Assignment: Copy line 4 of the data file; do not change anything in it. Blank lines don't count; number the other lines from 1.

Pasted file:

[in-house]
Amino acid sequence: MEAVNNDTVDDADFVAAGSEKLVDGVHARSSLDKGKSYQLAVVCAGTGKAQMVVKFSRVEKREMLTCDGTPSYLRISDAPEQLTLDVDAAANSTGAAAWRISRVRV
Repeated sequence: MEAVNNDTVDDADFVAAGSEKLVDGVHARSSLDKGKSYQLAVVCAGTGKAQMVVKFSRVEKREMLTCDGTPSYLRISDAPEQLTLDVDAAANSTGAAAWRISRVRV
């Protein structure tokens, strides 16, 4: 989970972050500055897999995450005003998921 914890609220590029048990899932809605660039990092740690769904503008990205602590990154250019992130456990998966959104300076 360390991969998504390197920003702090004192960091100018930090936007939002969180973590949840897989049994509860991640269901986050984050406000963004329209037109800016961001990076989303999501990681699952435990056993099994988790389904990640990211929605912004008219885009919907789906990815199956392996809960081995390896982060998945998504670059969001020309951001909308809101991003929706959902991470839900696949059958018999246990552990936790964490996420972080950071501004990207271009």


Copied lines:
């Protein structure tokens, strides 16, 4: 989970972050500055897999995450005003998921 914890609220590029048990899932809605660039990092740690769904503008990205602590990154250019992130456990998966959104300076 360390991969998504390197920003702090004192960091100018930090936007939002969180973590949840897989049994509860991640269901986050984050406000963004329209037109800016961001990076989303999501990681699952435990056993099994988790389904990640990211929605912004008219885009919907789906990815199956392996809960081995390896982060998945998504670059969001020309951001909308809101991003929706959902991470839900696949059958018999246990552990936790964490996420972080950071501004990207271009």